McConnell touts Republican ‘transformation’ of courts
Published 9:45 pm Tuesday, July 3, 2018
U.S. Sen. Mitch McConnell visited Danville Tuesday morning for a brief speech and Q&A session with an invite-only crowd of about 50 at the Community Arts Center.
Outside, about 20 protesters organized by the local progressive group Indivisible Danville stood along Fourth and Main streets, holding signs expressing outrage over the recent policy of separating immigrant parents from their children along the Mexican border.
McConnell began his comments by acknowledging the protesters and comparing them to protesters at Georgetown University last week. At that event, protesters confronted McConnell and his wife, Transportation Secretary Elaine Chao, as they left a dinner. Chao “pointed her finger at the protesters, saying several times, ‘You leave my husband alone. Leave my husband alone,’” according to the Courier Journal.
In Danville Tuesday, McConnell said the Georgetown protesters were “similar to the ones outside here.”
“I said to the secretary of transportation (Chao), ‘Why don’t you ignore them and get in the car?’” McConnell said. “She ignored me and went right up to them.”
Julie Pease was one of the Indivisible Danville protesters standing in Weisiger Park Tuesday morning, waiting for McConnell to arrive.
“We feel that Sen. McConnell has been silent on the whole issue of family separation at the border. And this is the only way we actually get to see him, because he will not meet with us, he will not hold a town hall,” Pease said. “So we feel we need to come out when we do find out where he is and let him know that not everybody is complicit in what they’re doing and don’t believe that families should be separated, and we are a nation of immigrants.”
McConnell focused many of his comments on the U.S. court system and the recently announced retirement of Justice Anthony Kennedy from the U.S. Supreme Court.
“Back during the campaign, we had a nominee for president who was rather unconventional — I think we would all agree,” McConnell said of Donald Trump. “And there was a lot of questions, among Republicans in particular, about what we were getting.”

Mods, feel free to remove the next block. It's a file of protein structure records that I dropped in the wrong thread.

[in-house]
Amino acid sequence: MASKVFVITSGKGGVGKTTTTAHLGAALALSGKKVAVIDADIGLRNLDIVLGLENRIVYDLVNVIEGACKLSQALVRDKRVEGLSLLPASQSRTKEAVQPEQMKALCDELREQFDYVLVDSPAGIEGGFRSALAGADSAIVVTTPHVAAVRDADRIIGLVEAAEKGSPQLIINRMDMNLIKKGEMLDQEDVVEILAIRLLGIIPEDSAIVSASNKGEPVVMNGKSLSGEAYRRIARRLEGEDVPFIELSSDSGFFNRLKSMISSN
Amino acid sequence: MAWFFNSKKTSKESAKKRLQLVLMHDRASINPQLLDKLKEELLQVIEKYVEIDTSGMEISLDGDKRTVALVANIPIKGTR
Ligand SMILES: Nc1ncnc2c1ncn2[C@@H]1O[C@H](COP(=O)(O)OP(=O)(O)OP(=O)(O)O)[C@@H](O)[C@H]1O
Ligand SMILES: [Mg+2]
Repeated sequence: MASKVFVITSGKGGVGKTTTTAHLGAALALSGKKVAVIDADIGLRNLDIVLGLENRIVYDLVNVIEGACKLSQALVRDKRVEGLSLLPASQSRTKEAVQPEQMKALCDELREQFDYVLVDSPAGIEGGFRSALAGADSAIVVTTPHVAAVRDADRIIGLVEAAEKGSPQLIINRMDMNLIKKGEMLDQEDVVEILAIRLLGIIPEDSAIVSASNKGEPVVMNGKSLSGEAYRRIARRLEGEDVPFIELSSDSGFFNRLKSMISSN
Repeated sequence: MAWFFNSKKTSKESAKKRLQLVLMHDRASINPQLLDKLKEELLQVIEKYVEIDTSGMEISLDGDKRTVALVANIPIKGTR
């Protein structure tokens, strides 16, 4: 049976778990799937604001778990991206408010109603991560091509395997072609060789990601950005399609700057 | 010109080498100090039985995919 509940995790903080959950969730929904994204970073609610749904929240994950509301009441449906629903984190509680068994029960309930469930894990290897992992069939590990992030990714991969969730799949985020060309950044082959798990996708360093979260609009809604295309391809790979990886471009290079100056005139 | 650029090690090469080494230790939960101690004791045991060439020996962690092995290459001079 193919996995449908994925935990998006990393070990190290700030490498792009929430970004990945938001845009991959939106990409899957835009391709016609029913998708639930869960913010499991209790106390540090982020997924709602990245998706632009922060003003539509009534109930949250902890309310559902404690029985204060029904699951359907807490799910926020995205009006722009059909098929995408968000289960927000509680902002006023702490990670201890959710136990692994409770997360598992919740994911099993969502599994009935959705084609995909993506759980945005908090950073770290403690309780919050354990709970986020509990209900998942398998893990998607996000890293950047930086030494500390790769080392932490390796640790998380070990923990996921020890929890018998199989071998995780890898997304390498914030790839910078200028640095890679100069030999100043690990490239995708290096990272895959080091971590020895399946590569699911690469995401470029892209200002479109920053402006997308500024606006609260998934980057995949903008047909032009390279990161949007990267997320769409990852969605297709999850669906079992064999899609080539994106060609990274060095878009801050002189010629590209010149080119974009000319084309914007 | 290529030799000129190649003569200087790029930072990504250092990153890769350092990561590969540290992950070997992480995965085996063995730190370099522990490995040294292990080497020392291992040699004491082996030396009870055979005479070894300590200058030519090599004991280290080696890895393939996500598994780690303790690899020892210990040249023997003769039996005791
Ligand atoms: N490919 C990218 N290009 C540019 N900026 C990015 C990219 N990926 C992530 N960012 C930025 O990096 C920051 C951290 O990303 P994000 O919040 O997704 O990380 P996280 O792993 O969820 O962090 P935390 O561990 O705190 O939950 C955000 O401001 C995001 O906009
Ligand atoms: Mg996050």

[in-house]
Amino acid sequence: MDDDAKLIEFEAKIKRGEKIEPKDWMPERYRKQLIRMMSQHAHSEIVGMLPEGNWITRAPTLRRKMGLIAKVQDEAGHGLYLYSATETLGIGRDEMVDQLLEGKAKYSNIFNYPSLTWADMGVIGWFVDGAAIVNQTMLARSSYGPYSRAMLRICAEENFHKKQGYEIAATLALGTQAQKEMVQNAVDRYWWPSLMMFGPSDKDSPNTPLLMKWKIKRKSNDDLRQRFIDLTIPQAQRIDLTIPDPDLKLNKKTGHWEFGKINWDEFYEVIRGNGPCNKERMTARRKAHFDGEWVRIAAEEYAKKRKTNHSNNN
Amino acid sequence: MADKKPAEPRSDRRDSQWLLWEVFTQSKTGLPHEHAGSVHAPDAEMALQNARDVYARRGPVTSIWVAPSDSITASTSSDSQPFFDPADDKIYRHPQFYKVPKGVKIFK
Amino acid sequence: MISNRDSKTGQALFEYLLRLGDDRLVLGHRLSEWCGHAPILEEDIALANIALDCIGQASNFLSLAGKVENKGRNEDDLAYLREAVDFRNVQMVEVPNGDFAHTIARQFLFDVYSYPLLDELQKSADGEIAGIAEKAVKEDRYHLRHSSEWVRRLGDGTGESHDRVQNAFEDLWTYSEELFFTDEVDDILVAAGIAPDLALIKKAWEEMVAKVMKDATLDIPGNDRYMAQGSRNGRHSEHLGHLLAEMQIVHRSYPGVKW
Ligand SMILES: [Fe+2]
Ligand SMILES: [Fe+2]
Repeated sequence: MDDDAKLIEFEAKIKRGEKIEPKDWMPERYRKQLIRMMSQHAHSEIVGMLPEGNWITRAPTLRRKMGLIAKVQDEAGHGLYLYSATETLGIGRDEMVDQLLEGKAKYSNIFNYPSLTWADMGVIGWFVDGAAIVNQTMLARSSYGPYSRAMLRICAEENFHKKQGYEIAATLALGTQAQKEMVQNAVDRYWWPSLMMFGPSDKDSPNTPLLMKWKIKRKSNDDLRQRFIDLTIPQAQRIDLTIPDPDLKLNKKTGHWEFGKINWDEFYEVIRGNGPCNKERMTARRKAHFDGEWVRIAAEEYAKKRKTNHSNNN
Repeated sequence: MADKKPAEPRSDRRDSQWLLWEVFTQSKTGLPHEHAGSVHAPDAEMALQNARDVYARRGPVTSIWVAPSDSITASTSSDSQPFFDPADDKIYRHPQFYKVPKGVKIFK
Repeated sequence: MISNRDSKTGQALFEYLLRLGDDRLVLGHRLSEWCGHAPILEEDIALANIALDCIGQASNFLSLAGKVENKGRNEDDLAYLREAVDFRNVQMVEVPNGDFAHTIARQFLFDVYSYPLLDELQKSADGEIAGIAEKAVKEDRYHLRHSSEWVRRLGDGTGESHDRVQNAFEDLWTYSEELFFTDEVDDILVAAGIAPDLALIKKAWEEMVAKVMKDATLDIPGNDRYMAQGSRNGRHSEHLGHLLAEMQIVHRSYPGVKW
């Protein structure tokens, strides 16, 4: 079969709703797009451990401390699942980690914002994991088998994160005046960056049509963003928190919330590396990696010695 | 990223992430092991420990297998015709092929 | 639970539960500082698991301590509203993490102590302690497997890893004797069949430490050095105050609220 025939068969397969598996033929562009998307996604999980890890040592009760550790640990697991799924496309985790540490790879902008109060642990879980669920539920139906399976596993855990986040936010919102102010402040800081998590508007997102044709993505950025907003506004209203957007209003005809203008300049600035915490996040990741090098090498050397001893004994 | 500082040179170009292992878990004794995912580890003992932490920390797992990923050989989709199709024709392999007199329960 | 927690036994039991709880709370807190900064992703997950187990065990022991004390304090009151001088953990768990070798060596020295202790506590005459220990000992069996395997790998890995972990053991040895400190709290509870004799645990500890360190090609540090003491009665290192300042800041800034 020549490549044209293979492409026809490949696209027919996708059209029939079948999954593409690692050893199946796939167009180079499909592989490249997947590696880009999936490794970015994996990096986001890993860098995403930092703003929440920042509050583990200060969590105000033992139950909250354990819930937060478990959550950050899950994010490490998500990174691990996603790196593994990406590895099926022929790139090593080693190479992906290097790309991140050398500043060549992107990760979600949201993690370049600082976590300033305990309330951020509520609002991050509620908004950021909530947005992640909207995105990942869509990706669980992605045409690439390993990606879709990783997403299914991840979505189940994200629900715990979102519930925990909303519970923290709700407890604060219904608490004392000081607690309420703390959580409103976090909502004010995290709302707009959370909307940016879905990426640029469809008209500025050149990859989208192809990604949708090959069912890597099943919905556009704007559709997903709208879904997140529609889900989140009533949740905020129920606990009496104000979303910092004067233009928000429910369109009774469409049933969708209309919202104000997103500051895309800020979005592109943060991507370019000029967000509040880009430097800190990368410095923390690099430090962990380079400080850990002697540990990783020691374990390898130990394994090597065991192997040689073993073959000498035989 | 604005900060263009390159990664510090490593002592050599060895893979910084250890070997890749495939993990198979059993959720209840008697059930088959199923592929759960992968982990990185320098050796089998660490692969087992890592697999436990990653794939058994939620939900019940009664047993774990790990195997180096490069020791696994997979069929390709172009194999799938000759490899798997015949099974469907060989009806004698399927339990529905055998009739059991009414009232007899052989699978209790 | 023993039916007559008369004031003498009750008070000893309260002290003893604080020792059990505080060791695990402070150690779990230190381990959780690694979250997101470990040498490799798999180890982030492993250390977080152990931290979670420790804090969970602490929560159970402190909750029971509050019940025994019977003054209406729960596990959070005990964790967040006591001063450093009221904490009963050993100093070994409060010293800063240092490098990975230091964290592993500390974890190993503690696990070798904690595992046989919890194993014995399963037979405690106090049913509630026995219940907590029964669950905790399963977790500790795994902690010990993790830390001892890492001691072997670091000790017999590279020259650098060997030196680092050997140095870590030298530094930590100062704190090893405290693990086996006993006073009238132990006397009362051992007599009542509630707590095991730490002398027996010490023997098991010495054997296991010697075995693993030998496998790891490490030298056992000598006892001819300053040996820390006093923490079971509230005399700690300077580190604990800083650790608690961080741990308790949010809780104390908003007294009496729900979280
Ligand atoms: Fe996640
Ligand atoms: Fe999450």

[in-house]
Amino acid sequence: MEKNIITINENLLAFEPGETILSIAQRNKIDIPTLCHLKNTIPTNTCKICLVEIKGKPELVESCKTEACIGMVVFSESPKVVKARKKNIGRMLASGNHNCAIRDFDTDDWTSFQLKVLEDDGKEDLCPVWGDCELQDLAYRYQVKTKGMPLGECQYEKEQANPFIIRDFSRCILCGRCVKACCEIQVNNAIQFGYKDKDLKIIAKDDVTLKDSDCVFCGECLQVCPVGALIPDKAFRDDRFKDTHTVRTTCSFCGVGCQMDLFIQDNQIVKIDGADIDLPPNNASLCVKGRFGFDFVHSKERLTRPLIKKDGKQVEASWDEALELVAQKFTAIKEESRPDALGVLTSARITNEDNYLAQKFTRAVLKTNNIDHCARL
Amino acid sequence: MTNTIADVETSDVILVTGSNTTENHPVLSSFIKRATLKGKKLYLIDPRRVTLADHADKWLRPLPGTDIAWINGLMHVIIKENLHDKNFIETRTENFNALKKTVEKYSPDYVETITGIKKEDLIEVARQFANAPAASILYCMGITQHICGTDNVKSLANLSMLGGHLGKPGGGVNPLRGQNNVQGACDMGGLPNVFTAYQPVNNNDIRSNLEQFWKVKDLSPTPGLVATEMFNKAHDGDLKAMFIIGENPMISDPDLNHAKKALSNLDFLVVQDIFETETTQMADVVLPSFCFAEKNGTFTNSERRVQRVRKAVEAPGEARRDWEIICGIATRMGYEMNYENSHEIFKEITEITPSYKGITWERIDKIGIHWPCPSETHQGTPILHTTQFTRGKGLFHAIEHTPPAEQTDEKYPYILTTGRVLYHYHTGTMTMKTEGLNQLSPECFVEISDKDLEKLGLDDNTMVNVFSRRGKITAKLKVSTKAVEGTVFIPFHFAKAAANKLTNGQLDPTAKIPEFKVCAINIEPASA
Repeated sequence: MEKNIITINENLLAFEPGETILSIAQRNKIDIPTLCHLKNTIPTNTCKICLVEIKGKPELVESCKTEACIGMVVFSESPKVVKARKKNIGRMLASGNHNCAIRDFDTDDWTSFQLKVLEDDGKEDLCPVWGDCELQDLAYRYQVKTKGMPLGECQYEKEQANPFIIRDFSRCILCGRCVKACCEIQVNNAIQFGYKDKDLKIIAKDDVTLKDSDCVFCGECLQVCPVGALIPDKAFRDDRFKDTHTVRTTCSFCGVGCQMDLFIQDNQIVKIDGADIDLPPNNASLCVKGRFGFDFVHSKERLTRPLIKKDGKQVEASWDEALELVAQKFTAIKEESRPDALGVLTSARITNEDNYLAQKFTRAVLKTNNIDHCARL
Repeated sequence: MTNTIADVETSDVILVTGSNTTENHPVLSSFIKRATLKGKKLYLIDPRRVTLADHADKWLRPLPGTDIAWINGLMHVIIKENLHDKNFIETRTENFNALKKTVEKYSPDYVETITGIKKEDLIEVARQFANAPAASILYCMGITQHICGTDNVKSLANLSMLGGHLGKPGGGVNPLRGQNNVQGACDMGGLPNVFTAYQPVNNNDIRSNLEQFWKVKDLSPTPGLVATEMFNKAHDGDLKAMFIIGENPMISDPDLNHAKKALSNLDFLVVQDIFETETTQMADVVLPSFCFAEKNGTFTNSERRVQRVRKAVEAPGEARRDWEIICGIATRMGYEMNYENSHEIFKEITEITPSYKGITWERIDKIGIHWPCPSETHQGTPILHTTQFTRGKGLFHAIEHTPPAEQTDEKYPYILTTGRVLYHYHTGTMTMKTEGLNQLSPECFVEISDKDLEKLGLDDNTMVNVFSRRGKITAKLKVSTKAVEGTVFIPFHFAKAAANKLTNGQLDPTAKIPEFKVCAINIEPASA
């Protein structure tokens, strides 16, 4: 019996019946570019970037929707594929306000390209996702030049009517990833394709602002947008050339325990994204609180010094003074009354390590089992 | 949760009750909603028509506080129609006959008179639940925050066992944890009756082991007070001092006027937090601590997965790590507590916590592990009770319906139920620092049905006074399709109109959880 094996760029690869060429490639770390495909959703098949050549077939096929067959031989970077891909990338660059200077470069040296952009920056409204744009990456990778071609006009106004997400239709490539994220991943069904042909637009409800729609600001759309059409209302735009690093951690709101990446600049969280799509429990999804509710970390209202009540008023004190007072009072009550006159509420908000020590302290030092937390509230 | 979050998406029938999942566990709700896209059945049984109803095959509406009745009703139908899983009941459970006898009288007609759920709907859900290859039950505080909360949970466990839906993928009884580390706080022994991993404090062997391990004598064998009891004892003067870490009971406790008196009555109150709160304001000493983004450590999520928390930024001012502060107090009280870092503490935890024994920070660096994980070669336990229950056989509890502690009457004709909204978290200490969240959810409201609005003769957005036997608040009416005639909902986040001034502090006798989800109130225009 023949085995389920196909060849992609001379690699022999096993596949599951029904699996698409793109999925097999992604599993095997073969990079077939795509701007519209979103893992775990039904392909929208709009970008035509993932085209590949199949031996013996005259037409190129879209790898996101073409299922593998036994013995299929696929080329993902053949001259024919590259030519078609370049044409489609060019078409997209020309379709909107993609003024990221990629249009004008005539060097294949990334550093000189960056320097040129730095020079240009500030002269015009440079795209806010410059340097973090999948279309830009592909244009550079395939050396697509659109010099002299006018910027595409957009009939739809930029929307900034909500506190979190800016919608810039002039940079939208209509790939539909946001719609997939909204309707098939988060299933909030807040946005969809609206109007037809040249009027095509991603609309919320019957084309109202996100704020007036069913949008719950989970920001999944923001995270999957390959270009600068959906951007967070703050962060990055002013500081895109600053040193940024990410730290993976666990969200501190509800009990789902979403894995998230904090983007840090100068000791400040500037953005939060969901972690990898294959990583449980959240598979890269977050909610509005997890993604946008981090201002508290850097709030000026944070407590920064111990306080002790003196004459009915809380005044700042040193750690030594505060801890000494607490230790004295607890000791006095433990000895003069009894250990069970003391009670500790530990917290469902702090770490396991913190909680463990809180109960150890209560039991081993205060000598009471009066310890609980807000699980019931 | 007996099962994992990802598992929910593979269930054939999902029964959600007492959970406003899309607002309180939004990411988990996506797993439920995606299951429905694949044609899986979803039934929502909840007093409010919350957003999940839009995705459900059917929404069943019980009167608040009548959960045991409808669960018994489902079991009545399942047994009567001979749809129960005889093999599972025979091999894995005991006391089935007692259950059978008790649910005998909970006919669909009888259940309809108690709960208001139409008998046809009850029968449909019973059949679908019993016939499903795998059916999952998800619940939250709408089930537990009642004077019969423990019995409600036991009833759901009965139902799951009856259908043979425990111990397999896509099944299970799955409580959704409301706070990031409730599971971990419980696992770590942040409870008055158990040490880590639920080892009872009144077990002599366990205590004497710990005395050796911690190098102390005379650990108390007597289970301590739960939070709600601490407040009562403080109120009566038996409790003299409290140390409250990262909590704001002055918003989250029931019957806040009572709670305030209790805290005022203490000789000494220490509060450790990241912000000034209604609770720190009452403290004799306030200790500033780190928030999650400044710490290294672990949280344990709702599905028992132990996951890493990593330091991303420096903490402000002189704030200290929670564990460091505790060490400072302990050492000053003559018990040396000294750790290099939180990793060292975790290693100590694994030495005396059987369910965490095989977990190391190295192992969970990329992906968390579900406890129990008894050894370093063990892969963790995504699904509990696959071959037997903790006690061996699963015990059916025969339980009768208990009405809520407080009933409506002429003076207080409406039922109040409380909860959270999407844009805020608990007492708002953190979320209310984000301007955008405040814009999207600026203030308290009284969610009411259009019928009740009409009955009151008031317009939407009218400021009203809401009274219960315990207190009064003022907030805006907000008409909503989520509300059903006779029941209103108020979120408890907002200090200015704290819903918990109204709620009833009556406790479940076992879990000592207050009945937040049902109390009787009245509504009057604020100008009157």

McConnell credited his refusal, in the wake of the death of Supreme Court Justice Antonin Scalia, to consider any nomination to the Supreme Court from then-President Barack Obama, along with a list released by Trump of the names he would consider appointing to the court if elected, with helping ease those concerns.
“It actually made a big difference” in the election, he said of Trump’s list, because “whatever sort of skeptical Republicans there were came home” and voted for Trump.
As a result of the 2016 election, Republicans have been able to begin transforming the U.S. court system through the appointment of new judges, McConnell said.
“I think the single most impactful thing this administration has been able to do long-term is the kind of people we’re putting on the courts,” he said. “And that frightens some people, but let me tell you what a strict constructionist is: It is neither a conservative nor a liberal; it is someone who believes what Justice Scalia once said — that the job of the judge is to try to follow the law or the Constitution as it is written. You would think that would be pretty simple, but that’s created a rip-roaring debate down through the years.”